To help the viewer understand R better, much of the reasoning and motivational decisions made by him are explained through voiceover by Hoult in order to know what he’s thinking. There’s also explanations given as to how R understands other people and as to why he eats aside from being threatened. However, the one aspect that Levine did not cover is how R became self-aware. How did it happen? When did it happen? Of all the zombies around him, nobody felt the same way he did anywhere else? It’s possible but highly unlikely. The only other issue this horror comedy has is its rating. In the past there have been horror films released by the MPAA with a PG-13 rating. Yet for this movie, the violence isn’t super gory but there are a number of bloody scenes. Even one of the characters drops an F bomb, so why not just go all the way? It’s obvious this could have been rated R too because all the “blood” that’s on screen has mainly been coated in a black ooze color. This is what keeps the MPAA from giving it the restricted label. Seriously though?

    Nonetheless, the acting is great in this picture. Nicholas Hoult as R has quite the charm going for him being undead and all. There are some real moments that show that there’s something ticking inside his head. Teresa Palmer although representing the female strong head trope in horror films, her character’s courage is noted and her chemistry with Hoult is amiable. Plus as both develop, the audience will see the struggles both need to accept. Rob Corddry as Marcus plays a funny counter to R in his mannerisms and actions. The same can be said for Analeigh Tipton who plays Julie’s friend Nora. Both actors act as the protagonists’ backup in a comical manner. John Malkovich as Julie’s father has a much smaller role to play and although he’s not around for long, his motivations are clearly defined and explain why he acts the way he does. There’s even an appearance by Dave Franco playing Julie’s ex; he probably has the least amount of development among the rest of his cast members. The antagonists are called bonies, walking skeleton zombies.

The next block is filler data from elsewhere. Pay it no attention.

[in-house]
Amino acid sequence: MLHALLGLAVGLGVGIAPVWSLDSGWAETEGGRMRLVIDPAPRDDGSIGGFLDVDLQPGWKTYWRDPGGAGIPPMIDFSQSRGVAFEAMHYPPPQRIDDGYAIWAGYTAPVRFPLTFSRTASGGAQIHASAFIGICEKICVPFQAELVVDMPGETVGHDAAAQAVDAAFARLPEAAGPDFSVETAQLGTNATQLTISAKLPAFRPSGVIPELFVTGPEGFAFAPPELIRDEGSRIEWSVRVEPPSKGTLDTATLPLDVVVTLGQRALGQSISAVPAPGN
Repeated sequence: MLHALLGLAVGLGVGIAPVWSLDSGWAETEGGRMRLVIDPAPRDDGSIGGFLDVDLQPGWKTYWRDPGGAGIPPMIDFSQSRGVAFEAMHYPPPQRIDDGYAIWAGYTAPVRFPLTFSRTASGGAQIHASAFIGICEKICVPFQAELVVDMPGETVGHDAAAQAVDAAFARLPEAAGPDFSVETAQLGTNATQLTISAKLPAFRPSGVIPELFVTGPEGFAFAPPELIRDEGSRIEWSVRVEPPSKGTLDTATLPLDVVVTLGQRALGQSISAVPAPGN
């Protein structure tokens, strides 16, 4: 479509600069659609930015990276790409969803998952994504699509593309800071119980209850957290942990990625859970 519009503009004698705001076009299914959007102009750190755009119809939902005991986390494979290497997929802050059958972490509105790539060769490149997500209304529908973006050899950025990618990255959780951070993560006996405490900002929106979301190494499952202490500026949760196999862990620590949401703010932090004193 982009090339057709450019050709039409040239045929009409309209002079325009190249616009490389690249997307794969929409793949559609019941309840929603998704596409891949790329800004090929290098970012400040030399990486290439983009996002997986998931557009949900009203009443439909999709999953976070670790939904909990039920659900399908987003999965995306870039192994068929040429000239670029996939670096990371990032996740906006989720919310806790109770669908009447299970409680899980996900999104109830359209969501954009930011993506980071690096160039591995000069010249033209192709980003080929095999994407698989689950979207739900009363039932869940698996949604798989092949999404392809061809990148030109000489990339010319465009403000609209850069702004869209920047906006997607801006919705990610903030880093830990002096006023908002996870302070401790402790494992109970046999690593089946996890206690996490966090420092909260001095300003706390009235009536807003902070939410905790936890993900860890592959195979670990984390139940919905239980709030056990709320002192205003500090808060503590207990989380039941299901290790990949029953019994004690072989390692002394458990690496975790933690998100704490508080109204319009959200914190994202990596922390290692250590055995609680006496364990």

For the bonies, they have no conscience whatsoever. Special effects wise, they seem to be the weakest aspect because of just how rigid they move. They have a look that resembles very close to Stephen Sommers’ The Mummy (1999) CGI. However, the cinematography Javier Aguirresarobe was handled well. Even for the chase scenes, the camera felt very steady. All scenes captured the right amount of landscape, whether being in R’s airport or in the humans’ bunker. Aguirresarobe also filmed for the Fright Night (2011) remake, Goosebumps (2015) and The Finest Hours (2016). For music, Marco Beltrami and Buck Sanders (a Beltrami collaborator) composed the score. Surprisingly, this is the second score (the other being The Sessions (2012)) produced by Beltrami that rarely sounds like his previous horror scores. There are moments that involve blaring horns, but much of the score is comprised of bells, harps and piano that represent themes for R and Julie. They are simply one the most beautiful themes ever composed by him and it is by far one of his most recognizable and its quite pleasing.

    Writer/director Levine forgets a few areas in the script to elaborate on when it comes to logic, but a lot of the time, it will wholesomely immerse the audience into the mind of R. It also could’ve been rated R, but aside from that, the comedy between the leads work, the camerawork is good and the music is the heart tugging centerpiece.

    Points Earned –> 7:10